It is important for this group to get impartial information. OTs in disabled living centres can offer that advice, she says.
It may be tempting to grab that "special offer", but Ms Winchcombe warns: "Don't make any commitment or sign anything until you have had time to consider."
There are good reasons for this because if you invite a salesman round, t here is no cooling-off period if you change your mind.
If you pay with a credit card there is a cooling-off period.
Under the Sale of Goods Act, a product must be fit for the purpose for which it is sold, so if a salesman misleads a consumer about what a product can do, the buyer is entitled to a refund.
But you do have to let the firm know that there is a problem within a reasonable time. And if the firm refuses to pay up, you might have to prove that you were misled by them in court, and this is not easy.
You should contact your local council and ask for the trading standards department or you could go to a Citizens Advice Bureau or solicitor.
At the moment there is limited regulation. BHTA has a code of practice and companies adhering to it should bring in an OT if they are uncertain how appropriate a product is.
Things may be set to improve in the sector.
The DLF, DLCC and BHTA are in the early stages of negotiations to set up a new code of practice for all direct selling of disability equipment.
This could involve a quality standards mark which those signing up to the code would carry on their ads. And a body could be set up to deal with complaints.
BHTA director Ray Hodgkinson says: "We hope people will join it to give public confidence. And companies not within it may not get business."
He hopes the Government will back the system.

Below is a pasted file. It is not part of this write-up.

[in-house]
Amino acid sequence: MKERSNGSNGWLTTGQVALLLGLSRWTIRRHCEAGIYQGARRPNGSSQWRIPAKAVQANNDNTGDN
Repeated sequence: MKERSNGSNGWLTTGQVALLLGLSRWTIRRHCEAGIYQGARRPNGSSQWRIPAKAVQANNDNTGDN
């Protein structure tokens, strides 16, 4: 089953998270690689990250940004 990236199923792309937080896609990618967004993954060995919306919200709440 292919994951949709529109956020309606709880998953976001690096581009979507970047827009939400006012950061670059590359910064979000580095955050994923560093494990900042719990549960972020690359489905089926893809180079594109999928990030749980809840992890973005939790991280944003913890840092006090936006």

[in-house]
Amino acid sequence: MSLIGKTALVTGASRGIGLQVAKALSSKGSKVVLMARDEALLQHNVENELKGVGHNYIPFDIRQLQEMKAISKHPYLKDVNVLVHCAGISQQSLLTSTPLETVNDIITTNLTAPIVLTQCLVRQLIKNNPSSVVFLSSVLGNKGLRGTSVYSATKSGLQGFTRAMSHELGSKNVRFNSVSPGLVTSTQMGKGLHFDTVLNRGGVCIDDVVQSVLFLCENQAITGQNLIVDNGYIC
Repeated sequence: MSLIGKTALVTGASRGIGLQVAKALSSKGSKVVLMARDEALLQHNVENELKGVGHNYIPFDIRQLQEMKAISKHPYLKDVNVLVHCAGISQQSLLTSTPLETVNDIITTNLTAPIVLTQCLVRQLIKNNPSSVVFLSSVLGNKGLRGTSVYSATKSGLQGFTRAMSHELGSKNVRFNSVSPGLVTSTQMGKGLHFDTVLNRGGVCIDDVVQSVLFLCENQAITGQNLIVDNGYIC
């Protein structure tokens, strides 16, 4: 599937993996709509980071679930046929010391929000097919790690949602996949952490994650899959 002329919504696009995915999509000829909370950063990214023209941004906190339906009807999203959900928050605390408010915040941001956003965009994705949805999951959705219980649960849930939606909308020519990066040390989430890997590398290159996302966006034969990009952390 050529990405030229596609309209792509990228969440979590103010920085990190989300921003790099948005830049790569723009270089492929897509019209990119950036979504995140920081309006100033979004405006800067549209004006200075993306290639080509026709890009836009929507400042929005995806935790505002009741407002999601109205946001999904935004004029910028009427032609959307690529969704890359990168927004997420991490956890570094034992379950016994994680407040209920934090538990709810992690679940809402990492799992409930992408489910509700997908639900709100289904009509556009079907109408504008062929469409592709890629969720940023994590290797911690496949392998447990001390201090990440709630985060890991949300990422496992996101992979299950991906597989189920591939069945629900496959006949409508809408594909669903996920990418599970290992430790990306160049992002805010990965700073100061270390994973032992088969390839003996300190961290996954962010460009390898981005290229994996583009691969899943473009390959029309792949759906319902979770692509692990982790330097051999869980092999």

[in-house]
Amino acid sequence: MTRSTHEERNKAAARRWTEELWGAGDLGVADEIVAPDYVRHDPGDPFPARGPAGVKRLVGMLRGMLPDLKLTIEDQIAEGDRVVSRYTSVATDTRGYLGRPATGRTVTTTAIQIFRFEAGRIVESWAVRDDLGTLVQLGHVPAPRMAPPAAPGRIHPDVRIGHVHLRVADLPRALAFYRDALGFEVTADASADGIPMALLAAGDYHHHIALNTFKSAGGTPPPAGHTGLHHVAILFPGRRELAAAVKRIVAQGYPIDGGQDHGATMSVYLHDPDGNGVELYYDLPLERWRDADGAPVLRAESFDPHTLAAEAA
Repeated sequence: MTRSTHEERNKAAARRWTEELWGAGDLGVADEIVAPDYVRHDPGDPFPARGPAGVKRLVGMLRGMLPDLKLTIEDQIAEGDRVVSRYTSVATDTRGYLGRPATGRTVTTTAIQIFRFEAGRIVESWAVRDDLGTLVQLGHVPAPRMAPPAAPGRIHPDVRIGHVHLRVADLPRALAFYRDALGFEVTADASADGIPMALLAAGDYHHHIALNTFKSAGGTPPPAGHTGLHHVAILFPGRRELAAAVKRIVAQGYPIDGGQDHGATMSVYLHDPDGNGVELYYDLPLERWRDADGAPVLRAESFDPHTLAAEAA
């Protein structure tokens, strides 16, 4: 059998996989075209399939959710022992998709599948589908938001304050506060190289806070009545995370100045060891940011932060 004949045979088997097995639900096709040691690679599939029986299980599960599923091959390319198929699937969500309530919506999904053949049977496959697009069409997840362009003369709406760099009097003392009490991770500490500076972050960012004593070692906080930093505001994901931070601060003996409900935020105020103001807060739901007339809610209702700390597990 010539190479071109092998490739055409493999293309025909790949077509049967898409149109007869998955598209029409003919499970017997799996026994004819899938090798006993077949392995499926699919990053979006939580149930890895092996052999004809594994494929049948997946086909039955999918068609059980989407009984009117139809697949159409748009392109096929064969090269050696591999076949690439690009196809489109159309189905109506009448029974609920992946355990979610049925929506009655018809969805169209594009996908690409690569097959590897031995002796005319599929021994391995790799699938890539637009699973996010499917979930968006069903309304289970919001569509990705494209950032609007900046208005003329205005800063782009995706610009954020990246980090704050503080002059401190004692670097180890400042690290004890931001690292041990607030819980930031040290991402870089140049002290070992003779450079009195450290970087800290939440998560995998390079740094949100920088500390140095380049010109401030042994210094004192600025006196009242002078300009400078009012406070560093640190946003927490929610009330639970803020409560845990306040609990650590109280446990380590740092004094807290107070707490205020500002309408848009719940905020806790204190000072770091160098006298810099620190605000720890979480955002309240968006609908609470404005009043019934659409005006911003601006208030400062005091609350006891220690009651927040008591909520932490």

Meanwhile, it is essential for people to seek unbiased information. The DLF can advise on equipment and suppliers.
The DLCC can give details of your nearest disabled living centre where you can try out equipment and get free advice.
It is a minefield, but with care you can avoid getting blown up.
Pressurised into handing money over:
In February 2000 Josephine Fanning, 76, of Didcot, had a Bath Bubble bathing aid demonstrated by a Nationwide Mobility rep. Ms Fanning, who has arthritis, claims when she asked for time to think the salesman got cross, saying he wouldn't come back to the area to waste his time. She says she bought the device for £595 because she felt under pressure. But she found the buttons hard to press and, on one occasion when she used it, she slipped off it.
Her son George Fanning was furious when he found out in August. He contacted Nationwide Mobility in September but claims they ignored his calls until he threatened to go to the press and his local MP in January this year.
The company has offered another product, but he has insisted it is tried out in the presence of an OT.
DLF helpline, tel: 0845 130 9177.
DLCC, tel: 0161 834 1044.
BHTA, tel: 01732 458868.
E-mail your experiences to DN: email@example.com.